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Finite Element Method I

Getting Started

Melanie Ganz

ganz@diku.dk

Department of Computer Science University of Copenhagen

11. Januar 2010

Getting Started

Before we start on FEM, we should be clear on what you need to know a bit about

Ordinary Diﬀerential Equations (ODEs),

Stress and

Strain.

The basics of ODEs you can ﬁnd in any math text book and an introductory lecture to stress and strain from last year’s course, Physics Based Animation, is uploaded on Absalon.

What Is FEM?

FEM is a procedure for obtaining numerical approximations to the solution of boundary value problems.

So What Are Boundary Value Problems?

If we e.g. have two ordinary diﬀerential equations (ODEs)

x˙ i = v i

v˙ i =

F i

m i

(that could e.g. results from the second law of motion, F i = m i x¨ i ), then given x i (0), v i (0) we call it an

Initial Value Problem (IVP)

and given x i (0), x i (T ), we call it a

Boundary Value Problem (BVP)

Back To What Is FEM?

So FEM is a procedure for obtaining numerical approximations to the solution of boundary value problems, which are sets of ordinary diﬀerential equations whose solution is subject to certain boundary conditions.

What Is FEM In Detail?

The general idea is to formulate a deformation of a solid or ﬂuid as a matrix equation of the following form:

Ka = f

Here K is a symmetric, positive deﬁnite stiﬀness matrix, a is a vector of nodewise displacements and f is a vector of external forces. The goal of FEM is to solve for a.

How do we get there?

How can we get to this mysterious matrix equation?

Ka = f

By e.g. applying the Principle of Virtual Work.

Back to the Basics: Work

The deﬁnition of mechanical work is given by

W = C F · ds,

where C is the curve transversed by the object, F is the force vector acting on the object and s is the position vector of the object.

Back to the Basics: Principle of Virtual Work

The Principle of Virtual Work establishes a relation between variations in internal and external work due to inﬁnitesimal displacement variations for a deformable body.

 Internal work = Ω δ T σdΩ (1) External work = Ω δu T bdΩ + Γ δu T tdΓ (2)

Here σ are internal stresses, b are external body forces and t are the external surface forces, while δ are strains and δu are displacements. Ω is the volume or area and Γ the boundary of the elements we consider.

Back to the Basics: Principle of Virtual Work

For a general deformable body the Principle of Virtual Work can then be written as

δ T σdΩ = δu T bdΩ + Γ δu T tdΓ

(see also Zienkiewicz and Taylor, chapter 3, page 55, eq. 3.47) This means that arbitrary virtual displacements must lead to identical variations in internal and external work.

From there on

We make the following substitutions in our virtual work equations (see Zienkiewicz and Taylor, Appendix C):

We approximate the overall displacement by the sum of small displacements at each node u = i N i a i = Na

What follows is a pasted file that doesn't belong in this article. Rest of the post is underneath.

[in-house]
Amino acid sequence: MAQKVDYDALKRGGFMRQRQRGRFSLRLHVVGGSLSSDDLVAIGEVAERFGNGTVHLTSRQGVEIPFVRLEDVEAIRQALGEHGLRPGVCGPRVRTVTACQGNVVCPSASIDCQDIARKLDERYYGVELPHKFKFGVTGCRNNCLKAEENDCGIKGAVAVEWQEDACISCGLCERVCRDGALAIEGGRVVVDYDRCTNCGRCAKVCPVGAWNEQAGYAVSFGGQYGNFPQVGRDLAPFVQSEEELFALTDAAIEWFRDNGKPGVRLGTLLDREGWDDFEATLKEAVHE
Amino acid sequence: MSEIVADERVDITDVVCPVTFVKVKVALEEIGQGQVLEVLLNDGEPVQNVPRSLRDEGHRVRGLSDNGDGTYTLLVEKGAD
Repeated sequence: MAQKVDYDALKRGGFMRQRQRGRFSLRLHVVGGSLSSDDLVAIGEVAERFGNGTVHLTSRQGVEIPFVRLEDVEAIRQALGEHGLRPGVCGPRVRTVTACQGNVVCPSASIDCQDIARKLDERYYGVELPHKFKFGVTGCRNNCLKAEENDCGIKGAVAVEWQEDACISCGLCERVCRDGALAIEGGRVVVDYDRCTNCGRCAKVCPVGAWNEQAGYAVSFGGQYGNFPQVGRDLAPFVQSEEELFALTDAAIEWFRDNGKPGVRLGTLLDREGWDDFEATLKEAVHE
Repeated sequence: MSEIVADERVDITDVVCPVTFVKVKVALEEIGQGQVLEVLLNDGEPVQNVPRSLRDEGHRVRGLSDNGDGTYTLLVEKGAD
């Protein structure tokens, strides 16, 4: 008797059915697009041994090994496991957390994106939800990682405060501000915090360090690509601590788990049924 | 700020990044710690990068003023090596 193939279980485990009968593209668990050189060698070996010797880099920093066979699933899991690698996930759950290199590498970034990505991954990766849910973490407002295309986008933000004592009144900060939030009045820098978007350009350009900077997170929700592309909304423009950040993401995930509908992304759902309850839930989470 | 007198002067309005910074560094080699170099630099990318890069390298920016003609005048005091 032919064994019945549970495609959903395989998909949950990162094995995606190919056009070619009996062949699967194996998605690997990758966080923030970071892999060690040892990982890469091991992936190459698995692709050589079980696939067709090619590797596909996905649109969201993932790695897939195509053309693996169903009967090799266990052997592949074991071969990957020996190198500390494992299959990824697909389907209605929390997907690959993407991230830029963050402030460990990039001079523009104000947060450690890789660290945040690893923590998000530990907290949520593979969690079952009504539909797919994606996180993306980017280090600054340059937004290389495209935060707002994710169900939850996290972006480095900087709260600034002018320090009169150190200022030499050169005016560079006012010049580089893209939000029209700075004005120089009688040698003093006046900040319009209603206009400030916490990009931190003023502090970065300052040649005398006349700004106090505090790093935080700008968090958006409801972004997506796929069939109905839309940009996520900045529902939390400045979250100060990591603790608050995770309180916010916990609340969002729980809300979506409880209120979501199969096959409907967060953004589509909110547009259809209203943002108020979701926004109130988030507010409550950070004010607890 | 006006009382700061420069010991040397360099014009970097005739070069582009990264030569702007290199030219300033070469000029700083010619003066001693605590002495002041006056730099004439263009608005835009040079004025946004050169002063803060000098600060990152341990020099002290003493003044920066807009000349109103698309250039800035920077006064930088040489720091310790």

We use the deﬁnition of strain = SNa = Ba and

stress σ = D( 0 ) + σ 0 , but

We remember that (ab) T = b T a T .

set 0 = σ 0 = 0.

From there on

This way we get

δaB T DBadΩ = δaN T bdΩ + Γ δaN T tdΓ

which can be written as

δa B T DBda N T bd Γ N T tdΓ = 0

From there on

Since this has to hold for all arbitrary displacements δa we end up with the solution if

B T DBda N T bd Γ N T tdΓ = 0

This can also be written as

Ka = f,

if we deﬁne K = B T DBdΩ and f = N T bdΩ + Γ N T tdΓ.

How do we do this in practice?

We’ll learn how to do that by a simple example now and in the exercise this week!

A Simple Example

In Zienkiewicz and Taylor we can ﬁnd a nice example on page 88: We see a triangle element as it could also appear in a deformable body. So let’s try to assemble an equation like

for it.

Ka = f,

A Simple Example

We ﬁrst need to deﬁne the displacements u and how to calculate them as given in u = i N i a i = Na. You can follow on page 88 of Zienkiewicz and Taylor how he derives the N i . For our example they look like this:

N i = a i + b i x + c i y

2A tri

I

where a i = x j y m x m y j ,b i = y j y m ,c i = x m x j , A tri is the area of the triangle ijm and I is a two by two identity matrix.

A Simple Example

Next we need to ﬁnd a way of expressing K.

It is deﬁned as K = B T DBd Ω, but since we only have one element we can drop the integral and get

K = B T DB

Let’s start with B: It is deﬁned as B = SN or per node i as B i = SN i . We already know N i from above. S is according to the deﬁnition of total strain given as

S =

x

0

y

0

y

x

A Simple Example

Next we look for D: For planar stress in an isotropic material you can ﬁnd the elasticity matrix to be

D =

1 ν 2

E

1

ν

0

ν

1

0

0

0

1ν

2

,

where E is the elastic modulus and ν is Poisson’s ratio.

A Simple Example

To get the right hand side of our matrix equation, we need to calculate f = N T bdΩ + Γ N T tdΓ. We already know N. What we need is b. For plane stress that will simply look like

b = (b x , b y ) T .

The tricky part is now to carry out the integration f 1 = N T bdΩ. (You can see the details on page 96 in Zienkiewicz and Taylor.) Important is that one ends up with

f e = (f

i

e

, f

j

e

m ) T

, f

e

=

A tri

3

(b x , b y , b x , b y , b x , b y ) T ,

which means that the total forces acting in the x and y directions are distributed to the three nodes in equal parts.

A Simple Example

The last missing piece is t in f 2 = Γ N T tdΓ. t are the external surface forces, like pressure, and they will depend on the problem we are given. If one e.g. gets the application of a force acting like gravity on all nodes i, then

t = (0, t y ).

If we have a force pulling just on e.g. the third node, we can engineer f 2 to sth. like

f 2 = (0, 0, 0, 0, 0, t y ) T .

A Simple Example

If you now plug in numbers for the coordinates and the forces, you end up with a matrix equation

Ka = f,

that you can solve with MatLab.

That is It!

Questions?